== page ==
Are Hobbies Good or Bad?
And after what has been described, should parents encourage their children to take up a hobby? How can we go about it?
I don’t really know how my children picked up their hobbies. They each have a variety of them though; from knitting and sewing to stop-animation film making and Revolutionary War reenacting. We have always had a wide variety of books about random things and ideas about the house and friends that study in Antarctica and friends that invented pizza machines. These must have had influence, I think. Also, we have moved around the country, visiting diverse ways of living and working together. I am sure taken together these were helpful and even necessary but without the parental support and even reminders and a little nudging, nothing would leave the ground. The parent; the catchall.
If the parents have hobbies, even though they participate in them seldom, children will benefit. It is easy to draw kids into something we find exciting. It is a sort of test for the parents (as so many things seem to be) to find the interesting and exciting reasons why we like and pursue a thing. All hobbies have attributes that are inspiring or they wouldn’t be practiced. Also, on the opposite pole, sometimes we are so entranced with our hobby that an outside view and uncritical questioning helps regulate and unwrap it. A child’s vision of say photography might help us realize all our pictures look basically the same or our watercolors need some spirit, but whatever it is our child being involved is good. As it is so often, when we think we are helping someone else it is ourselves being served.
And then there is this, which does fit with the hobby conversation, because so many parents fear and to such a degree restrict access to anything that might be harmful. Do we want our children of, eleven, nine, even eight-years old to use power tools, nails, hammers and other violent looking implements? Absolutely. The amount of confidence wielding a power tool can garner is tremendous, but using it with skill and knowledge puts one up a notch when compared with those of us without such abilities. Dexterity and ingenuity are made from this. That is, thinking something, while knowing you can build it. Children dream up so many great and wonderful things, but few will see them to reality. Getting tools in their hands early allows them to become skillful enough to utilize what is needed and know when to use it. And here I think technology in the form of YouTube and the Internet in general is very helpful.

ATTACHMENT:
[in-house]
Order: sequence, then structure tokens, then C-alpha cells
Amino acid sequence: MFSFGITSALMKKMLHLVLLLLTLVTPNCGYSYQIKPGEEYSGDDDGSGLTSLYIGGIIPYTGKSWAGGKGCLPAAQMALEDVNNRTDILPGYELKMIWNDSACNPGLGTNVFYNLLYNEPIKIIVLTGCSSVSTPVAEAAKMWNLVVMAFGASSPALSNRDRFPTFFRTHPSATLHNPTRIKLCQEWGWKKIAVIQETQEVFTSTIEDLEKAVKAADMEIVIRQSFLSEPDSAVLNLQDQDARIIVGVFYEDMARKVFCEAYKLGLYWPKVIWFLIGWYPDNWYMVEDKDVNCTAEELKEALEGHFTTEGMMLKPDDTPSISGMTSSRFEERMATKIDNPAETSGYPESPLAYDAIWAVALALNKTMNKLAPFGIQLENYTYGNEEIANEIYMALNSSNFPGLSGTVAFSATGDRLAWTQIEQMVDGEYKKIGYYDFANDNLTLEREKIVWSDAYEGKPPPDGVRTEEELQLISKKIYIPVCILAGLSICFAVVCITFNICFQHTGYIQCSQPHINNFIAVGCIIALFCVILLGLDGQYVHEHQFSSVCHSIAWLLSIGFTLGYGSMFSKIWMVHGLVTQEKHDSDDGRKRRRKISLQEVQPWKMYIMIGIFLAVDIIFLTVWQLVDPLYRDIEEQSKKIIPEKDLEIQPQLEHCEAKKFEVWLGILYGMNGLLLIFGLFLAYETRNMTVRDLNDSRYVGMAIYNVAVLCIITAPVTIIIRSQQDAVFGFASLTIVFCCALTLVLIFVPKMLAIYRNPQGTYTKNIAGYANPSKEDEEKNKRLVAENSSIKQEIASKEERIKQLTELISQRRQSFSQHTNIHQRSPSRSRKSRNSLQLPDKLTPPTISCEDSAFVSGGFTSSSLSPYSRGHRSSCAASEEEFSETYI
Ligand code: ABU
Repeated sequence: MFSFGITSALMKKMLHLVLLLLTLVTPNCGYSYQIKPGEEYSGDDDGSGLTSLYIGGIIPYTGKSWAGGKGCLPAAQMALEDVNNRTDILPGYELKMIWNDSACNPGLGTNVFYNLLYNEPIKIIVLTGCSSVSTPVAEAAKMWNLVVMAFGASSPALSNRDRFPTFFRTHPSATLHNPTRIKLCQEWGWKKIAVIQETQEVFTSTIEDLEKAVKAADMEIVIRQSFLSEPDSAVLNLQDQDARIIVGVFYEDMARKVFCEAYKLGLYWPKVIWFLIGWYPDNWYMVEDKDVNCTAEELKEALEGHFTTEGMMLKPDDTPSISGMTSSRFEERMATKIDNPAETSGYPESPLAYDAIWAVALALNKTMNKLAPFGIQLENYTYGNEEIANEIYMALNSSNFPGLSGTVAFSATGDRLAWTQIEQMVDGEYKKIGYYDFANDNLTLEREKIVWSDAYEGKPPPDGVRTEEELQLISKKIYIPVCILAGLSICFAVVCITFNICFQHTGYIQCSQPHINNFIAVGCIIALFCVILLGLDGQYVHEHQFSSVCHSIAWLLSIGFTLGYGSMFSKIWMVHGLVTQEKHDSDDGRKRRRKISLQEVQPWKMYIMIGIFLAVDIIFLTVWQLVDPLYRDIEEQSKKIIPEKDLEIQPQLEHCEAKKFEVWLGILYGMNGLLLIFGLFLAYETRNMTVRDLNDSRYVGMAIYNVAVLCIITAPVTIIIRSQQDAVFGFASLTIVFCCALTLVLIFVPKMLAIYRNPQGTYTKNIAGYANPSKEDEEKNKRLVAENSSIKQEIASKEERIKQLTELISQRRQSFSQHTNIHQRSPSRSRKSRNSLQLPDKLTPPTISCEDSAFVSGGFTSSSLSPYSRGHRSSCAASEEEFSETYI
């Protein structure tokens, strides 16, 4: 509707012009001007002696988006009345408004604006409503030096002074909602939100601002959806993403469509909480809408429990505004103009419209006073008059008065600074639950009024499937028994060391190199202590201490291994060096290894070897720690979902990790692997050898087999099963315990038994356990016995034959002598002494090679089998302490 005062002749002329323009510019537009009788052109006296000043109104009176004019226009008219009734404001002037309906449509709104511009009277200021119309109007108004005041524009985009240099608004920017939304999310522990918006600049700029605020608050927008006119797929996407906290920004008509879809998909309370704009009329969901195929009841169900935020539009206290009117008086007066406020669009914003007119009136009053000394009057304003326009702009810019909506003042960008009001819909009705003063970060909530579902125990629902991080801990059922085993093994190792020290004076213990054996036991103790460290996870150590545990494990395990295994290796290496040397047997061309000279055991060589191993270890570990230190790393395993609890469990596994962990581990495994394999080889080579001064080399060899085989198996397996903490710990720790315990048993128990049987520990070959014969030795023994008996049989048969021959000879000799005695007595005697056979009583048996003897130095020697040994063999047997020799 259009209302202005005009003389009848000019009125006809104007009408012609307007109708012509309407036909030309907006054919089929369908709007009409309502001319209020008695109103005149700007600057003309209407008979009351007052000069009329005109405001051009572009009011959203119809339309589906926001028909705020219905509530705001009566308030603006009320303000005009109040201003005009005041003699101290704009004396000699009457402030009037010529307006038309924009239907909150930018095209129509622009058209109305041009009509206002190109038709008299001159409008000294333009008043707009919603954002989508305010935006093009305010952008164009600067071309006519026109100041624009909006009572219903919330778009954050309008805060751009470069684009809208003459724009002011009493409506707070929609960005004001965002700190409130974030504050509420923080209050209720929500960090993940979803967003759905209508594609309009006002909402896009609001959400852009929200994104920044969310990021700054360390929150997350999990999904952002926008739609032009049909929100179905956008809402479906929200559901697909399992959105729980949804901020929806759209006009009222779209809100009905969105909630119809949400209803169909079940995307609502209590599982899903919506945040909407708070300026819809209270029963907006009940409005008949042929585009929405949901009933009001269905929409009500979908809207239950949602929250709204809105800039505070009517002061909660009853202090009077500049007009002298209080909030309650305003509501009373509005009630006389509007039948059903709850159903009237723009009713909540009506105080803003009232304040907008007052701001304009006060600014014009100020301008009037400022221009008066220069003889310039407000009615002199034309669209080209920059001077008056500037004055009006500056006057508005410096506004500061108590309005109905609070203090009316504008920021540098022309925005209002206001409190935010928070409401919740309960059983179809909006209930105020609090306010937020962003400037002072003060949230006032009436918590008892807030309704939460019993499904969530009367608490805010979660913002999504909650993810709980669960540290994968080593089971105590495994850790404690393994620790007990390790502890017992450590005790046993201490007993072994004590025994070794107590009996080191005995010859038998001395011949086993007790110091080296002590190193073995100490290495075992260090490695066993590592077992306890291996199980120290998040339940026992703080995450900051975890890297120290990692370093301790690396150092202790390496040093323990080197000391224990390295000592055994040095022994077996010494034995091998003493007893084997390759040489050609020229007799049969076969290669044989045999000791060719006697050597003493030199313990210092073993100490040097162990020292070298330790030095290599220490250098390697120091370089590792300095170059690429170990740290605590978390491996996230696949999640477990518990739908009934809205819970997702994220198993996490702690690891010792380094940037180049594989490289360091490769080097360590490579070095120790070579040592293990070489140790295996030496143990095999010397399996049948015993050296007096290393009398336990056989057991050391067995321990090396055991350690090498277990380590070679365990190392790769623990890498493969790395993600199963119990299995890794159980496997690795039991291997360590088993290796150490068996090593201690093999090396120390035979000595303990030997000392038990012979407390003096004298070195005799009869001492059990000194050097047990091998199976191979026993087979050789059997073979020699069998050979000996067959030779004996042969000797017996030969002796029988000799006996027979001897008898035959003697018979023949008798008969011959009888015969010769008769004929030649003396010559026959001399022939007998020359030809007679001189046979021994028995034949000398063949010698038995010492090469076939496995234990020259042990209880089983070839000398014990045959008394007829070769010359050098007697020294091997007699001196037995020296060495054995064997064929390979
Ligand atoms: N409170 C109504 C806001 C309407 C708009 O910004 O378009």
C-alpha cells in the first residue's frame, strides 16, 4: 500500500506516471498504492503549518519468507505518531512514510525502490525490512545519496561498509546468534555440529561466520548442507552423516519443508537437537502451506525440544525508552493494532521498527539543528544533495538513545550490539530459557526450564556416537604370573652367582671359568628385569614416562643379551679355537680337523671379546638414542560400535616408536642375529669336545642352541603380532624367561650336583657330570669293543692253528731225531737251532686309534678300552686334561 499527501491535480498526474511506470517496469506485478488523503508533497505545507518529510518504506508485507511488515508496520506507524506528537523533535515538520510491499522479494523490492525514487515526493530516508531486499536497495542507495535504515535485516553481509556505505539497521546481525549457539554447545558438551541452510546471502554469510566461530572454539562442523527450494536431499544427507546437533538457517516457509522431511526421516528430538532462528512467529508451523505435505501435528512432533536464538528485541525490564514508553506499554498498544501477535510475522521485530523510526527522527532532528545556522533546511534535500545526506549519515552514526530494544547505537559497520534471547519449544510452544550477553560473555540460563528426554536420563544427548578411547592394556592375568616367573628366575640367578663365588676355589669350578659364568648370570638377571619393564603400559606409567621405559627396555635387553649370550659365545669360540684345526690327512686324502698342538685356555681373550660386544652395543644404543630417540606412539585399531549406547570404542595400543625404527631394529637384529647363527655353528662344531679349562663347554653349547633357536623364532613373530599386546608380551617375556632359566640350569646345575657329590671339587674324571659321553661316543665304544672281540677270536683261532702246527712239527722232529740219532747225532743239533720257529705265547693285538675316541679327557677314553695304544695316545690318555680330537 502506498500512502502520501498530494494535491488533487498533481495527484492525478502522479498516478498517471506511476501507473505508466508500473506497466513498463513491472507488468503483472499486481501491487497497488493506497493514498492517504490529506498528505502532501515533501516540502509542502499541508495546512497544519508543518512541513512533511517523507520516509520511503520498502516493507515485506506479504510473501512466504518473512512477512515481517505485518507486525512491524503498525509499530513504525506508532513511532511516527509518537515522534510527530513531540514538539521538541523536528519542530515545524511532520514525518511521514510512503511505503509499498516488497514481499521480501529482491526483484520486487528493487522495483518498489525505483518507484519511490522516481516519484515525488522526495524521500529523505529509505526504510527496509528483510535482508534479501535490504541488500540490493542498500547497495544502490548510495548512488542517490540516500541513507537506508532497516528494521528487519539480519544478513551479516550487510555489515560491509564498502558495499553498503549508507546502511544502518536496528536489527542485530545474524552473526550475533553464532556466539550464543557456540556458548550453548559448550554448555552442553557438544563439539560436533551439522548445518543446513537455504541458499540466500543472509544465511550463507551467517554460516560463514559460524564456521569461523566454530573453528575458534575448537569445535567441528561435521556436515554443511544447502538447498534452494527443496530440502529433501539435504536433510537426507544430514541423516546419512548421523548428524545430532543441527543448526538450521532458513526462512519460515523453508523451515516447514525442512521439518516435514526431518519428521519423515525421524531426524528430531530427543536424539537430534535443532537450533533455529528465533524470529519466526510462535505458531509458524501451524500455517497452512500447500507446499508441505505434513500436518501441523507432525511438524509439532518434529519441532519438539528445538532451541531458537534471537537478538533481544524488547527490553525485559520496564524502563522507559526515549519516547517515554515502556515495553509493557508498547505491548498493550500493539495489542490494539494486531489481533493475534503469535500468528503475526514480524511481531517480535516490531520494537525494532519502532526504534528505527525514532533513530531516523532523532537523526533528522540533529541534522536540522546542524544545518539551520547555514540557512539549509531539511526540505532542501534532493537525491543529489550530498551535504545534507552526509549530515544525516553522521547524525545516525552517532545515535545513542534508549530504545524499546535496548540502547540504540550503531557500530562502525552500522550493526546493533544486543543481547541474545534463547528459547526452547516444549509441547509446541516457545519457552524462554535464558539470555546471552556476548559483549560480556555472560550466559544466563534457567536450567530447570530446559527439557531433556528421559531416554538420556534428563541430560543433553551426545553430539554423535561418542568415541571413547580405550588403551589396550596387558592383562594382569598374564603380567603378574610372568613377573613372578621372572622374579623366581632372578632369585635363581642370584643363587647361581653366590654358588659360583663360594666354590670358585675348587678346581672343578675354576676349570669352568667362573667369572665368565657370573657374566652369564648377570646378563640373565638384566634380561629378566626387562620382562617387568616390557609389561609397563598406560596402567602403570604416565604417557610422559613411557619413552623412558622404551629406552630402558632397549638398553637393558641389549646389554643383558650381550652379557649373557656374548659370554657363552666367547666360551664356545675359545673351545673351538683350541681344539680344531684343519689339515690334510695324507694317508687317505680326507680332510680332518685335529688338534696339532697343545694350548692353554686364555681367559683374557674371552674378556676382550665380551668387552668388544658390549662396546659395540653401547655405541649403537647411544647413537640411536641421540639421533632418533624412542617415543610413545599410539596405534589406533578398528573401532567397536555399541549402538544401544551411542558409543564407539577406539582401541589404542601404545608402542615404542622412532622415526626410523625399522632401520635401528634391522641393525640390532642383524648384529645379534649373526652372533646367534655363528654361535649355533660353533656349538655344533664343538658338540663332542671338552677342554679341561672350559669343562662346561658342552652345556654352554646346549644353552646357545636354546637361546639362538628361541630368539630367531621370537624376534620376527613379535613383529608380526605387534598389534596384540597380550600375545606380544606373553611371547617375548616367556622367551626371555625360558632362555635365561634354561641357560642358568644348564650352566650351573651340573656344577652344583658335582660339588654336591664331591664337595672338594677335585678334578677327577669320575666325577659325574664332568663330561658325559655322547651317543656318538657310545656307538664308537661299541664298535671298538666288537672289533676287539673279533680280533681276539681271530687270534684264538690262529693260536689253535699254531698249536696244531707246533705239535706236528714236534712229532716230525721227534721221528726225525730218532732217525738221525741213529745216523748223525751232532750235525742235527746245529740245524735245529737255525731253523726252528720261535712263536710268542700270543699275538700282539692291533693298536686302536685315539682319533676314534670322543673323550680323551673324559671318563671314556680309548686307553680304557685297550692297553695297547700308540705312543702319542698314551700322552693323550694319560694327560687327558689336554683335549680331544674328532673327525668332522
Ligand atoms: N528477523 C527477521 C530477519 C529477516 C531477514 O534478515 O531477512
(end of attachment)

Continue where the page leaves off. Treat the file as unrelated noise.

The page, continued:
Our Nature is in Control
I think something must be said regarding the unique spirit that nature-based activites offer. With what was said about collecting sports stats compared to bird watching or just plain hiking, while the former was derided and the latter two celebrated, I can see the similarities as well and therefore the argument. The defining character of hiking or lichen collecting is the infinite creative element of nature. When in nature, whether a city or national park we are immersed in un-worked creations. Everywhere we look or touch has the capacity to become something. There is nothing that cannot be made from nature because ultimately everything including electronic media was put together from it. It is the ultimate loose-parts play-ground. What would poetry be without the analogies from the natural world? What about music or self-discovery? I bring these seemingly tangential ideas along to illustrate the specific difference of collecting sports stats or gaming from anything done in concert with nature. We must see the radical significance of fecundity in a sunset, violent and judgmental, baring down over the oaks with sherbet petals lying at their feet, all tucked in with grasses of green and yellow, swaying and nodding as they so often do. This is active creation, actively creating, while we sit there still but burning.
The Last Word
Hobbies are rich in education, where desire and need meet, forcing learning from necessity. Hobbies are rich in joy, built on self-improvement, giving confidence a platform. Hobbies turn Tolstoy’s dictum, “You cannot teach a child what he does not want to learn,” inside out, “A child cannot but learn when he desires to create something.” I think hobbies can do nothing but good for us.
In the final analysis, I would suppose hobbies are at odds with our contemporary vision. Beginning and then practicing something that could become one’s hobby is probably more fragmented than ever because of the hysterical level of expectation today. The screen has become a Rabelais-Tower-of-Babel reaching in, contorting our ideas before we create them. The inability for quiet, for reasoning, for humble self-exposure is nowhere to be found. The fear and idea of humiliation when exposing ourselves is justified with the panopticon we invite into our lives through the electronic media we all love. And with this comes it shadow, the nagging fear we feed that we might miss something. The screens and the speed of our lives do not want what the hobby has to give us; a sort of envelope of our own time, caught up in something only we can see, doing something that won’t garner Facebook Likes or Instagram Followers.